Semaphore Telegraph, or optical telegraph, was the "first practical system of long-distance telegraphic communication" (Bray 35). Typically, it is described as a communications medium which required the use of manual movable arms or closeable apertures mounted in towers (on hilltops) that were in line-of-sight.
Messages Letter by Letter
transmission measured by words per minute
Semaphores were installed in various countries, including:
- Denmark (1802) - England - France - Prussia (1832)'
In 1794, French engineer Claude Chappe invented the semaphore telegraph. Chappe's semaphore had movable arms and handles to operate them.
A "Telegraph Hill" is a site where a semaphore station was installed between London, Deal,and Portsmouth. These semaphore stations were developed by Lord George Murray "using holes closed manually by movable wooden shutters" (Bray 37).
"The first use of flag signals at sea is often credited to the Duke of York, later James II, in the wars with the Dutch in the seventeenth century, and from Nelson's famous signal we realize that a highly sophisticated system had been perfected by the time of Trafalgar." (45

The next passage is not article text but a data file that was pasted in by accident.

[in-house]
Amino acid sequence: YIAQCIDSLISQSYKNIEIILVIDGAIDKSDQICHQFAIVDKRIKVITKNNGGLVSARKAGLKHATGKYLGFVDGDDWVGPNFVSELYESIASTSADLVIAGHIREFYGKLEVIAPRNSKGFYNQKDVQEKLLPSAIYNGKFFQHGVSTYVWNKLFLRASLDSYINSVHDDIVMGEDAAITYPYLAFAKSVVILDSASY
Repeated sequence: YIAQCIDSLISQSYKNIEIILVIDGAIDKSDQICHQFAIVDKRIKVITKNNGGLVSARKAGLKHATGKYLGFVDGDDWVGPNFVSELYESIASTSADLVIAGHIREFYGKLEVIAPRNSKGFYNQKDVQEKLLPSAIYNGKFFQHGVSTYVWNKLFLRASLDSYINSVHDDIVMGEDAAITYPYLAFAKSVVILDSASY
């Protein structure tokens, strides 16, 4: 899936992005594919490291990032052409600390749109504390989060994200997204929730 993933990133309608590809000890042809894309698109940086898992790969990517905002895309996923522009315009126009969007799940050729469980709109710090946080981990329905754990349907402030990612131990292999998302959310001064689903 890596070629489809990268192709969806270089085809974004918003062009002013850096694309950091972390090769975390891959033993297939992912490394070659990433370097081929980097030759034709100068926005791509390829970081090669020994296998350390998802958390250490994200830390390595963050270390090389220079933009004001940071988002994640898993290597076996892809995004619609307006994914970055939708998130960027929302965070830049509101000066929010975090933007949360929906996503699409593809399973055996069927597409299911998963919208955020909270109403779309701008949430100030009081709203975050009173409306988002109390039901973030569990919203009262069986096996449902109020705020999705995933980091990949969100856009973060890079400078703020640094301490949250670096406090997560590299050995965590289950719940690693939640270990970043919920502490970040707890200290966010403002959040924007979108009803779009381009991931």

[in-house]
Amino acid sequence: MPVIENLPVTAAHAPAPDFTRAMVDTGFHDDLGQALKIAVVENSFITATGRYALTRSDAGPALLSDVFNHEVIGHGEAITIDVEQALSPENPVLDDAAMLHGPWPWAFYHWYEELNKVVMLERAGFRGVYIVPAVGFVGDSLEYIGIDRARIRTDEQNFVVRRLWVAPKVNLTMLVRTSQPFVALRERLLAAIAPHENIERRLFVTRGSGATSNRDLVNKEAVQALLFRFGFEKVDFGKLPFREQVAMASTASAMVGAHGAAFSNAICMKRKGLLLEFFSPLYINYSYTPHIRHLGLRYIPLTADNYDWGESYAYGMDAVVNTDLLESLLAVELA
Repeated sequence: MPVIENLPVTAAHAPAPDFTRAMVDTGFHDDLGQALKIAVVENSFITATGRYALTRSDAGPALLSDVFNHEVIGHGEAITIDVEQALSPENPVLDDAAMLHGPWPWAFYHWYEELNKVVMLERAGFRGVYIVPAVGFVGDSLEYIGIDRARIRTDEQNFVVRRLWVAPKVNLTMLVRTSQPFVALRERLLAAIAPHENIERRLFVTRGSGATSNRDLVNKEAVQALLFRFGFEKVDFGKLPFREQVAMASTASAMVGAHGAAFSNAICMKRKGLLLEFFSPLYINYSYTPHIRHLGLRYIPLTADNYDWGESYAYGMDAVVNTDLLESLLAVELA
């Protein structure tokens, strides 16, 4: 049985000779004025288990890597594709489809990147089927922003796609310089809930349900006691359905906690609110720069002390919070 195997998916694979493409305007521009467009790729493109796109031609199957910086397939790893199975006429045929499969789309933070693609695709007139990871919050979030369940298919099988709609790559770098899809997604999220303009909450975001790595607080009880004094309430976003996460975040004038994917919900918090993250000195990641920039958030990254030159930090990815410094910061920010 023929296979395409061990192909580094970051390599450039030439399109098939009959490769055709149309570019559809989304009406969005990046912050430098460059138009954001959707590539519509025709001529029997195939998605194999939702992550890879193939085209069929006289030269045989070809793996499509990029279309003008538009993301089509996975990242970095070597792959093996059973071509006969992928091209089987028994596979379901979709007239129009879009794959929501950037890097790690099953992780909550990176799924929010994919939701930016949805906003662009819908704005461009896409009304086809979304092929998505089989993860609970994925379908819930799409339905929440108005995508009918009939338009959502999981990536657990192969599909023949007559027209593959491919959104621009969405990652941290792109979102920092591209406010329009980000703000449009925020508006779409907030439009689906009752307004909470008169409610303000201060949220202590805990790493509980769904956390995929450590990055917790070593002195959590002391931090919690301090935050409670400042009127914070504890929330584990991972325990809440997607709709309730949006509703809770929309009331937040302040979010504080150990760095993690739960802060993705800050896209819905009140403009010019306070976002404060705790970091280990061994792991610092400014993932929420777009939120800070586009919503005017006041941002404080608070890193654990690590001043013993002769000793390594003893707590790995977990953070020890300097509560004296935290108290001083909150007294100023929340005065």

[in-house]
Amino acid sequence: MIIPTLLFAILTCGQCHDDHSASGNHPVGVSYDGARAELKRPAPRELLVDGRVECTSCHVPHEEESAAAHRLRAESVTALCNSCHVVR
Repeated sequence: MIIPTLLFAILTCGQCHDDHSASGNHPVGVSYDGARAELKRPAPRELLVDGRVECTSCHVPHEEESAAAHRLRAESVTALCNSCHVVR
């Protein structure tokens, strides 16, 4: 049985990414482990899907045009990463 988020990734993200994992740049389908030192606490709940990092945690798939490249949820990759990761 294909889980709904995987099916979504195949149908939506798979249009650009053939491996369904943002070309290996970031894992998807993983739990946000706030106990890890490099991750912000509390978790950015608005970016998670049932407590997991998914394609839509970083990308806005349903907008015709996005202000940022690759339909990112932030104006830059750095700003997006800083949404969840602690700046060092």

It was important because during battle there's no other way to send messages. On land, one could send a messenger on a different route to avoid the battlefield and get the message out.
"One of the early characteristics of the early non-electrical systems was that they were capable of transmitting ver little information; for example, if you had previously agree that lighting a signal fire means 'The city has fallen', you have no means of sendind an alternative message such as 'Clytemnestra has twins', although it may be of equal importance. In a very limited sense the information is coded, that is the occurrence of fire means a certain message and no other" (Beck 45).
dependence on light disruption by bad weather
The system "may be regarded as a precursor of present-day microwave radio, relay systems which often use hilltop sites" (Bray 37).
- Beauchamp, K. G. History of Telegraphy.
- Beck, A. H. W. Words and Waves: An Introduction to Electrical Communications. New York: McGraw-Hill Book Company, 1967.
- Bray, John. The Communications Miracle: The Telecommunication Pioneers from Morse to the Information Superhighway. New York: Plenum Press, 1995.
or Bray, John. Innovation and the Communications Revolution: from the Victorian pioneers to broadband Internet. London: The Insitutition of Electrical Engineers, 2002. p. 31.
- Coe, Lewis. The Telegraph: A History of Morse's Invention and Its Predecessors in the United States. Jefferson, NC: McFarland & Company, Inc., Publishers, 1993.
- Friedman, Ken. The Wealth and Poverty of Networks.
- Holzmann, Gerard J. The Early History of Data Networks.
- Lubrano, Annteresa. The Telegraph: How Technology Innovation Caused Social Change.
- Lucy, N.
- Shiers, George. The Electric Telegraph: An Historical Anthology.
- Winston, Brian. Media, Technology, and Society.